No, someone could be convinced that they know the truth about reality yet be mistaken about reality. I have met people who believe that the Earth is flat. They are 100% sure that they are right. I am 100% sure that they are wrong. Why are the answers to my questions "no"? What incontrovertible evidence do you have to prove your claims?
  • wonderer1
    1.5k
    These ideas are very definitely testable. To state otherwise would be to say that every mystic who has ever claimed to know the truth is or was a liar. — FrancisRay

    Not a liar, just naive, and in too many cases grandiose.
    — wonderer1

    Oh boy,.. You're calling the Buddha and Lao Tu naive and grandiose? But not yourself?
    FrancisRay

    Apparently, knowing "the truth" doesn't involve having very good reading comprehension. I didn't say anything about the Buddha or Lao Tzu.

    Let's talk about your grandiosity instead. Why would anyone take seriously your claim to know "the truth". Lots of people know all sorts of truths that you don't know. So other than as a naive grandiose claim, how is your claim to know "the truth" to be interpreted?

    To make things more concrete... There is an object sitting on the computer case on the right side of my desk. What is "the truth" about the nature of that object. Give as much detail as you can.
  • FrancisRay
    400
    No, someone could be convinced that they know the truth about reality yet be mistaken about reality. I have met people who believe that the Earth is flat. They are 100% sure that they are right. I am 100% sure that they are wrong.Truth Seeker
    This has nothing to do with the knowledge claims of the mystics. I appreciate that you believe these claims are speculative, but I have the impression you've never studied them. For the mystic a ;justified true belief is not knowledge. Knowledge would be what we know. This is perhaps the most basic issue in the practice, which requires that we abandon our faiths, beliefs and speculations for the sake of knowledge. . . .

    It seems an odd thing that someone called 'truth-seeker' would deny the possibility of knowing the truth. What exactly are you seeki0ng? .

    Why are the answers to my questions "no"?

    Because they all imply dualism. All such ideas are rejected by nondualism. Western philosophy rejects all these ideas for their absurdity, where mysticism rejects them all for their falsity. .

    What incontrovertible evidence do you have to prove your claims?
    Which claims do you mean specifically?
  • FrancisRay
    400
    Apparently, knowing "the truth" doesn't involve having very good reading comprehension. I didn't say anything about the Buddha or Lao Tzuwonderer1

    Pardon me but yes you did. You claimed that the mystics are naive, grandiose and by implication untrustworthy. I can't imagine how you arrived at this idea.

    Let's talk about your grandiosity instead. Why would anyone take seriously your claim to know "the truth". Lots of people know all sorts of truths that you don't know. So other than as a naive grandiose claim, how is your claim to know "the truth" to be interpreted?

    I did not claim to know the truth, What I would claim is that the nondual doctrine, for which it is possible to know the truth, is the only theory that makes sense in metaphysics. I can know this because it's just a matter of doing the sums. . . .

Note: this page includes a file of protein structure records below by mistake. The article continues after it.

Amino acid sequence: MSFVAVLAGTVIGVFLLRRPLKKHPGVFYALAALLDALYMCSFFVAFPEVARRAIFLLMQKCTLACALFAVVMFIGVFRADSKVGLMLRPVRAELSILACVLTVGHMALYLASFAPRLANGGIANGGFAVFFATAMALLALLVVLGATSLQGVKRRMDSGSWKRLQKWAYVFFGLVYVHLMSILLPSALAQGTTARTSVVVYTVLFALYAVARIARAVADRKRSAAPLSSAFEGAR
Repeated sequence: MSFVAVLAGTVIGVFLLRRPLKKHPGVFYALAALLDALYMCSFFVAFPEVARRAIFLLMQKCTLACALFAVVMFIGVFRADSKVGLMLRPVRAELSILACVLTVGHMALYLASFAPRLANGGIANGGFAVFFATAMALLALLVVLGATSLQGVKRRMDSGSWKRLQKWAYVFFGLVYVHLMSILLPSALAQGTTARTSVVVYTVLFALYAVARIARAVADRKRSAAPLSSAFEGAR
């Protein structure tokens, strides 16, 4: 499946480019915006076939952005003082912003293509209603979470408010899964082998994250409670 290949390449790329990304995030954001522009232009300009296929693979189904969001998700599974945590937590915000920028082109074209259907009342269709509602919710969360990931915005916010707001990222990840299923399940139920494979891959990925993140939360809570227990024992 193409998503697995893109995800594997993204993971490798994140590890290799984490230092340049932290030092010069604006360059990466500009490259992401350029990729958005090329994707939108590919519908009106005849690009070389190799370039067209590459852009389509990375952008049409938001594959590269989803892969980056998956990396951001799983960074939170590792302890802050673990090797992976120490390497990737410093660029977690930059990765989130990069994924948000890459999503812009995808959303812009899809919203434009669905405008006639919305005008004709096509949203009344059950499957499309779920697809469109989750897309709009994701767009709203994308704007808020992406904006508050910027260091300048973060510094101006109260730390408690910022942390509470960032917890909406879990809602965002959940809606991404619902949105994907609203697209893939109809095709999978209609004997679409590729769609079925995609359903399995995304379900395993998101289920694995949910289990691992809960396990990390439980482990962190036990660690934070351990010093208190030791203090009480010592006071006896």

To make things more concrete... There is an object sitting on the computer case on the right side of my desk. What is "the truth" about the nature of that object. Give as much detail as you can.

    All object are empty of substance or true reality and may be reduced to nothing, as was shown by Kant. Meister Eckhart puts this clearly when he states that extended objects are 'literally nothing'. This would go for your body as well, and those who dig deep say it also goes for your mind. . . .

    Both metaphysics and mysticism study the nature of all extended objects, so it makes no difference whether it is this or that object. As the Upanishads state:

    “The understanding of one single thing means the understanding of all;
    the voidness of one thing is the voidness of all.”

    Aryaveda
    Catuhsataka
    v. 191
  • Tom Storm
    8.1k
    Here is my briefest proof I can manage. .

    1. It is demonstrable that all positive metaphysical theories are logically indefensible/ .
    2. It is demonstrable that a neutral theory is logically defensible
    3. The nondual doctrine of the Perennial philosophy translates into metaphysics as a neutral metaphysical theory.
    4. Ergo. the Perennial philosophy is the only fundamental theory that survives analysis.
    FrancisRay

    I don't see how these premises stack up and besides I would need more than an eccentric syllogism to establish non-dualism as a fact. I suspect we're not going to get anywhere but I appreciate you taking the time. Thanks.
  • Banno
    22.9k
    Mystics claim to know the truthFrancisRay

    Trouble is, from a claim that you know such-and-such, we cannot conclude that such-and-such is true.

    After all, we do sometimes say "I thought I knew..."

    13. For it is not as though the proposition "It is so" could be inferred from someone else's utterance: "I know it is so". Nor from the utterance together with its not being a lie. - But can't I infer "It is so" from my own utterance "I know etc."? Yes; and also "There is a hand there" follows from the proposition "He knows that there's a hand there". But from his utterance "I know..." it does not follow that he does know it.
    Wittgenstein, On Certainty.
  • Tom Storm
    8.1k
    What do you make of the syllogistic proof above?
  • Banno
    22.9k
    Not much. The terms in each premise do not match. On a generous reading the last three might form a syllogism, but that leaves the first out. For it to be included he's need an additional premise.